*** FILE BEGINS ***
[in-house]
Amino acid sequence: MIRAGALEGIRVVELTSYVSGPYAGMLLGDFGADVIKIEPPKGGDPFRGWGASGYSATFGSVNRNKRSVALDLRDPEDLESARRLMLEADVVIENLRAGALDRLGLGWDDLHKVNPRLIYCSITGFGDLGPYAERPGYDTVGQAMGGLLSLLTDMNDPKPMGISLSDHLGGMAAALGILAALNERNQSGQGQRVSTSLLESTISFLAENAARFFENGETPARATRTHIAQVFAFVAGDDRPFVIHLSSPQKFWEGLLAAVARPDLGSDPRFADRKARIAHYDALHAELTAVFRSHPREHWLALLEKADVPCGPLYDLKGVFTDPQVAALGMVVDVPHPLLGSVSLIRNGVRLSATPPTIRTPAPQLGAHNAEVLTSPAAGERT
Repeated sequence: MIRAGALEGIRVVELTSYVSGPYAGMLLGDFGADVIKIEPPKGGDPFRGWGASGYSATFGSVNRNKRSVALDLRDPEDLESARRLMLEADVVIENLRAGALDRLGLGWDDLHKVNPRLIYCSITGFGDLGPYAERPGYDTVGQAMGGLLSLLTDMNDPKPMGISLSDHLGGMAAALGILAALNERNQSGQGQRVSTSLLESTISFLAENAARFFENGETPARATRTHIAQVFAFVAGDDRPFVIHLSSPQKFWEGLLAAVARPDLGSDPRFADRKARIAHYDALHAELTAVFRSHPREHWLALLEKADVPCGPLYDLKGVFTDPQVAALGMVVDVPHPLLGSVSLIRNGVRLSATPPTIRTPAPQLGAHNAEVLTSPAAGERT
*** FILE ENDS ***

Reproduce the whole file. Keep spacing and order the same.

[in-house]
Amino acid sequence: MIRAGALEGIRVVELTSYVSGPYAGMLLGDFGADVIKIEPPKGGDPFRGWGASGYSATFGSVNRNKRSVALDLRDPEDLESARRLMLEADVVIENLRAGALDRLGLGWDDLHKVNPRLIYCSITGFGDLGPYAERPGYDTVGQAMGGLLSLLTDMNDPKPMGISLSDHLGGMAAALGILAALNERNQSGQGQRVSTSLLESTISFLAENAARFFENGETPARATRTHIAQVFAFVAGDDRPFVIHLSSPQKFWEGLLAAVARPDLGSDPRFADRKARIAHYDALHAELTAVFRSHPREHWLALLEKADVPCGPLYDLKGVFTDPQVAALGMVVDVPHPLLGSVSLIRNGVRLSATPPTIRTPAPQLGAHNAEVLTSPAAGERT
Repeated sequence: MIRAGALEGIRVVELTSYVSGPYAGMLLGDFGADVIKIEPPKGGDPFRGWGASGYSATFGSVNRNKRSVALDLRDPEDLESARRLMLEADVVIENLRAGALDRLGLGWDDLHKVNPRLIYCSITGFGDLGPYAERPGYDTVGQAMGGLLSLLTDMNDPKPMGISLSDHLGGMAAALGILAALNERNQSGQGQRVSTSLLESTISFLAENAARFFENGETPARATRTHIAQVFAFVAGDDRPFVIHLSSPQKFWEGLLAAVARPDLGSDPRFADRKARIAHYDALHAELTAVFRSHPREHWLALLEKADVPCGPLYDLKGVFTDPQVAALGMVVDVPHPLLGSVSLIRNGVRLSATPPTIRTPAPQLGAHNAEVLTSPAAGERT